But even more consequentially, our nuclear deterrent has atrophied. Economizing, arms control, and inertia have morphed the 1,000 modern ICBMs, 35 modern ballistic missile submarines, and 484 modern nuclear-capable bombers we had in 1989 into 400 aged ICBMs, 14 aged ballistic missile submarines, and 66 aged bombers, of which only 16 are capable of penetrating China’s air defenses, and given distance and basing, would average less than one sortie per day. On a graph, China’s burgeoning military development, including its crash nuclear build-up, will meet our self-imposed diminution as if crossed swords, ours pointing down.
In the potential conflict over Taiwan, nuclear forces are the controlling mechanism. America’s belated, under-resourced strategy for the defense of our Pacific allies is premised upon the freedom to strike China’s forces in their sanctuaries and on their bases. Really? What would our reaction be were China to bomb Pearl Harbor, Guam, and the American mainland up and down the Pacific Coast? Such an attack upon the United States would beg nuclear escalation, and what is good for the goose is good for the gander. What this means is that Chinese nuclear parity or superiority will preclude strikes against its bases, nullifying our strategy and confining our reaction to purely defensive air and naval duels in the locations of China’s choosing, and timed and refreshed according to its pleasure.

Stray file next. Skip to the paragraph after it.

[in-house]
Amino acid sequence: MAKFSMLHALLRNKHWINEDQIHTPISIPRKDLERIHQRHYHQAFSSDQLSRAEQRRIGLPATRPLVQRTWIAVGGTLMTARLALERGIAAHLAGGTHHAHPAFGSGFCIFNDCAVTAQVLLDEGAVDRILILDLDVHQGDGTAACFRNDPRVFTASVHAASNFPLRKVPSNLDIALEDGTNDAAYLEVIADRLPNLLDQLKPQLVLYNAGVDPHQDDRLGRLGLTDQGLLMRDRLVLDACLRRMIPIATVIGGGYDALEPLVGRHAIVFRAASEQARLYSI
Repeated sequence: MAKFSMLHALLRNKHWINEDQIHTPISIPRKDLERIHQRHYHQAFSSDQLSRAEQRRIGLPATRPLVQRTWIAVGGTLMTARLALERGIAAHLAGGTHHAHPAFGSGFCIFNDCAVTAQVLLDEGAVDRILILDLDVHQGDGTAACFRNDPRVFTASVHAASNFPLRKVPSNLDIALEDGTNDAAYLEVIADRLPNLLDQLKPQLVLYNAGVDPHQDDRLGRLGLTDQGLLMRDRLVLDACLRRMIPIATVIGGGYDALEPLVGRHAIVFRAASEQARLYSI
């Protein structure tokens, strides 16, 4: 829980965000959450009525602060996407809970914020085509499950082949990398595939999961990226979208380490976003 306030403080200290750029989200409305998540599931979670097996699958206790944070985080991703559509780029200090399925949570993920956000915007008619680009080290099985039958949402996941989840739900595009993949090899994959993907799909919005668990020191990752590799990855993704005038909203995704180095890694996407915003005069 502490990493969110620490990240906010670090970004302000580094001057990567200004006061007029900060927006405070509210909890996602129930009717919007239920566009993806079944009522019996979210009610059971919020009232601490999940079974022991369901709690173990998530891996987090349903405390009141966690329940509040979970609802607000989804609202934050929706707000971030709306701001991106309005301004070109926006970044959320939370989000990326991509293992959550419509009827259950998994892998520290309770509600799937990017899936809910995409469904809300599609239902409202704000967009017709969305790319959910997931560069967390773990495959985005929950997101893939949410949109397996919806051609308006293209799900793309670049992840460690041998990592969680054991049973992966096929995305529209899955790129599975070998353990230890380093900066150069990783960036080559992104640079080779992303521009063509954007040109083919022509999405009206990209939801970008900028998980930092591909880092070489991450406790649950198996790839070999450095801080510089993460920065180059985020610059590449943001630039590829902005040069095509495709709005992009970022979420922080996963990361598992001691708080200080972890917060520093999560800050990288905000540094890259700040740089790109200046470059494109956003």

Further, the growing imbalance of forces will open courses of action for China that it otherwise might not pursue were it more vigorously deterred, as, not that long ago, it was, by our far greater naval and air forces and more Pacific bases protected by our previously overwhelming nuclear umbrella. We have none of these things now as we find ourselves traveling the road followed by Britain, once the indisputably most powerful nation, then one of the great powers, then a secondary, and soon a tertiary, power: the Royal Navy has become much smaller than that of South Korea.
Why not content ourselves with the remains of the day? Why not accept a dark but gentle decline, like Britain’s, as something that can be borne as other nations rise to dominate? Especially given the nature of these nations’ totalitarian and often barbaric political systems and behaviors, a crucial difference, perhaps not sufficiently noted, is that throughout its travails and decline Britain had the U.S. to shield it—from Germany, Germany once again, and the Soviet Union.
We have no such protector, and should we continue on our neglectful course, as hard as it may be to imagine in this “weak piping time of peace,” our denouement will be violent and tragic. It has already begun, as we collapse internally, partially in response to external forces that we have the wit neither to credit nor even to comprehend.